Shorter 14-hour pauses, DOL’s independent contractor ruling on Biden’s early scratch list

Updated Jan 9, 2021
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Trucking news and briefs for Monday, Jan. 4, 2021: 

Independent contractor clarification, proposed pilot programs could be halted by Biden administration
A handful of regulations recently finalized or proposed during the final months of the Trump administration could be halted or delayed when President-elect Joe Biden is sworn into office on Jan. 20.

During a press briefing held last week, the Biden administration announced it would publish a memo after noon eastern time on Jan. 20 to halt or delay what they called “midnight regulations” – actions taken by the Trump administration that have not taken effect by Inauguration Day. The regulatory freeze would apply to both regulations and guidance documents, according to Biden’s press secretary, Jen Psaki. Regulatory freezes are standard practice for incoming presidential administrations, she added.

Of note to owner-operators, Psaki specifically mentioned the Department of Labor’s proposed rule to expand the definition of “independent contractor” as a rule that would potentially be affected by the freeze. Proposed in September, the rule would better define independent contractor in the context of the Fair Labor Standards Act. It would take into consideration five “economic reality factors” to determine a worker’s classification.

According to nonprofit news organization ProPublica, there are also a few other trucking-related regulations that are considered “midnight regulations.”

One which has already taken effect but may be targeted by the incoming administration is the preemption of the Washington state meal and rest break rules. The Federal Motor Carrier Safety Administration granted a petition in November to preempt the state’s rules.

There are also two proposed pilot programs proposed in recent months that have yet to be finalized that may be halted. One is a pilot for 18-20-year-old truckers to run interstate to broaden the driver pool in the industry.

The other is a pilot to test pausing the 14-hour clock for as few as 30 minutes and as long as three hours, as long as the driver takes 10 hours off-duty at the end of the work shift.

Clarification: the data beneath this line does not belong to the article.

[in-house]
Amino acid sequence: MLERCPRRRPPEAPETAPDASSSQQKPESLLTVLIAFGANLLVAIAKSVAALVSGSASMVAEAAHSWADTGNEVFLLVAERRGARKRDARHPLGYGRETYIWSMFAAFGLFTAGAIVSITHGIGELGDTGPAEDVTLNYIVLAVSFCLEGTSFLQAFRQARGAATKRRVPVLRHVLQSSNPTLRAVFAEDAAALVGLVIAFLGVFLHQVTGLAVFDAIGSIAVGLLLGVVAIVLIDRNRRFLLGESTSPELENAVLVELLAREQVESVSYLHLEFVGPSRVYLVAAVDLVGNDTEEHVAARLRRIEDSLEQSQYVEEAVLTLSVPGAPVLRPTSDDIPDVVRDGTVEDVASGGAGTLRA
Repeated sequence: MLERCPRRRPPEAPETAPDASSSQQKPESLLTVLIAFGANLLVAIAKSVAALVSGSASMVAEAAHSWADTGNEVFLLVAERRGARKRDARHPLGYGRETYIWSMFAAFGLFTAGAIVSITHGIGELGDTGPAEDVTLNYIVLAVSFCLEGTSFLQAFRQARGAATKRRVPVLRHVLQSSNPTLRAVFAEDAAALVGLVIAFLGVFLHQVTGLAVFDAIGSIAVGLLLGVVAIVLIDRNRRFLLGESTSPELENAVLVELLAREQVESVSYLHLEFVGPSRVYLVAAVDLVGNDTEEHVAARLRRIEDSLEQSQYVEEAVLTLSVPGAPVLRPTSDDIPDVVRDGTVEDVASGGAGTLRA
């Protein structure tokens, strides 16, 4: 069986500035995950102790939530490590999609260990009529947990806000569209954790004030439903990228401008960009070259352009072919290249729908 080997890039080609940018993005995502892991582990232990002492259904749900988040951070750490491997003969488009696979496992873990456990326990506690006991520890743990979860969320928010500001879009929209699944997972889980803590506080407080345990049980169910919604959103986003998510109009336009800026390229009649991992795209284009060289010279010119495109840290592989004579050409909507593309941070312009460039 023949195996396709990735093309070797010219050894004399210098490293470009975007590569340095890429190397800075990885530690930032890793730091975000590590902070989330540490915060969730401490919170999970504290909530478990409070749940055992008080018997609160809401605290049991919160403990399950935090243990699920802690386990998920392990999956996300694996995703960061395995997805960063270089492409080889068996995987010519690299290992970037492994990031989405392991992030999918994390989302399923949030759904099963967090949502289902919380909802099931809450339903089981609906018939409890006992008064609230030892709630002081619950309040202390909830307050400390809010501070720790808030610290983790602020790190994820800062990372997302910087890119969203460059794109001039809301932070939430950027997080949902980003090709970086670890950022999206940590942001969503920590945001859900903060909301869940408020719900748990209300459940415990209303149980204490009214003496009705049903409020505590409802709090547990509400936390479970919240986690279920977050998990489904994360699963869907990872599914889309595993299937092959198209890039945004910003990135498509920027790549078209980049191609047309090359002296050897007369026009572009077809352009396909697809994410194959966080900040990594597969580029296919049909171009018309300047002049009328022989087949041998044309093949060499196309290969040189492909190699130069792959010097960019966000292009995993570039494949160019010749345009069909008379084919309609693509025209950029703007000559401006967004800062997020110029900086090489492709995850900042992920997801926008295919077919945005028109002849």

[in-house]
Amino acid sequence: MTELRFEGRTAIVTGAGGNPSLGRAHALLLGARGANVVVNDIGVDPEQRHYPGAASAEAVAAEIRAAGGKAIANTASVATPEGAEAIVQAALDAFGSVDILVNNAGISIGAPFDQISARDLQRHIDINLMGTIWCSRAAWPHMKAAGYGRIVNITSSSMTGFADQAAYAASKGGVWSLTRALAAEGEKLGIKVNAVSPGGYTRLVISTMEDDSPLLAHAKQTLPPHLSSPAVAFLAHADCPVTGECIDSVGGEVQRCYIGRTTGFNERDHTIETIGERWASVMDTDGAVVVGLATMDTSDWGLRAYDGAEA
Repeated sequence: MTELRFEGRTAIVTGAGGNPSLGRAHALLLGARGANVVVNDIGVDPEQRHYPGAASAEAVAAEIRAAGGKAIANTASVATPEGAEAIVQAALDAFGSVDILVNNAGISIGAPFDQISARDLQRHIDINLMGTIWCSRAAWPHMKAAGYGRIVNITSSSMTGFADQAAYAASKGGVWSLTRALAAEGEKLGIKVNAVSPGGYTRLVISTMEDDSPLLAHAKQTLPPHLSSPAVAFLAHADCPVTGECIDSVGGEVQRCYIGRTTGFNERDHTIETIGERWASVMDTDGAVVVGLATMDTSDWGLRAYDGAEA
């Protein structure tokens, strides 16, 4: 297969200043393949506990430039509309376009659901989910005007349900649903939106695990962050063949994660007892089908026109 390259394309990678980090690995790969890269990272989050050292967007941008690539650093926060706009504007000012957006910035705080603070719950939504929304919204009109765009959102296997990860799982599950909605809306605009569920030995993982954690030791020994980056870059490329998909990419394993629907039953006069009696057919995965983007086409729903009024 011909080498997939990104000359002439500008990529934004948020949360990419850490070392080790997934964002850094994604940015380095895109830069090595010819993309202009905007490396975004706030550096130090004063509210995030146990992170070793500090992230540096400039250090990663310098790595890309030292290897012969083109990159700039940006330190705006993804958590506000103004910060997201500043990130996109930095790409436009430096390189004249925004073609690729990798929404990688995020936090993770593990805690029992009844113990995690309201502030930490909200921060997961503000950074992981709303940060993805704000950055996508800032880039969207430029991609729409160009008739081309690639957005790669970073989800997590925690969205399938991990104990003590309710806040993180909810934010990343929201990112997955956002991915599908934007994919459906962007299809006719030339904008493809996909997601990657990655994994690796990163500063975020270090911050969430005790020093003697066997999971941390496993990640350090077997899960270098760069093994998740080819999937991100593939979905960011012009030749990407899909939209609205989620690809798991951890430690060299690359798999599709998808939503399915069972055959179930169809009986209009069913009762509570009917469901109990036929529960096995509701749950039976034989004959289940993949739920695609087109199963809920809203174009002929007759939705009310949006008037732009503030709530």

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FMCSA eyes update to ‘yard move’ guidance
The Federal Motor Carrier Safety Administration is proposing to revise its regulatory guidance on recording hours of service time as a “yard move,” which can be recorded as “on-duty, not driving” rather than “driving” time.

Specifically, the agency proposes to replace Question 9 to 49 CFR 395.2, which asks how a driver’s time should be recorded when he/she drives on streets and highways during the week and jockeys in a yard (private property) on weekends.

The proposed question is: “Under what circumstances may a driver classify the operation of a commercial motor vehicle (CMV) as a yard move and record it as on-duty not driving time?”

The answer to the question – which the agency notes is not legally binding and is just guidance to help clarify the regs – is that a driver can record time operating a truck for yard moves as on-duty not driving only if the movement occurs in a confined area or on private property. Examples of properties that qualify as yards, according to the proposed guidance, are: an intermodal yard or port facility; a motor carrier’s place of business; a shipper’s privately-owned parking lot; or a public road, but only if and while public access to the road is restricted through traffic control measures such as lights, gates, flaggers or other means. For example, if a driver must operate on a public road briefly to reach different parts of a private property, the movement may be considered a yard move if public access is restricted during the move.

Properties that would not qualify as yards include, but are not limited to: public roads without the traffic control measures listed above; and public rest areas.

FMCSA is seeking public comment on the proposed guidance, specifically in determining which types of properties are and are not “yards.” Comments can be made here through Feb. 3.

Volvo recall for potential brakes issue affects over 6,300 trucks
Volvo Trucks North America is recalling approximately 6,314 model year 2021 VNR, VNL, VHD and VAH trucks over a potential issue with the air brakes, according to National Highway Traffic Safety Administration documents.

The recall alert says the collets (internal jaws) for the brass fitting inserts used in the pneumatic pass-through plate may have been damaged during leak testing, which could cause the brass fitting to completely release the air brake line from the pass-through plate while under pressure. If this occurs on the park brake circuit, signal pressure that holds off the mechanical spring in the park brake chambers will be lost, allowing the park brakes to apply.

Volvo will notify owners, and dealers will inspect the air brakes for proper engagement of the fitting in the pass-through plate for free. Owners can contact Volvo customer service at 1-800-528-6586 with recall number RVXX2006. NHTSA’s recall number is 20V-782.

Insurance broker expanding for physical damage and cargo insurance
The Cover Whale trucking-focused insurance agent got its start known for its quick-quote platform and utility for small trucking businesses. Late last month, the agent announced a new fleet insurance program offering access to similar products from various insurers for larger entities. “Fleet managers and select insurance brokers will have access to our proprietary fleet platform,” explained Cover Whale CEO Dan Abrahamsen, “and with Cover Whale’s simple submission process, same day services, and competitive rates, they can be assured their time and risk are well-managed.”

Starting January 1, the company began offering physical damage and cargo insurance through the program.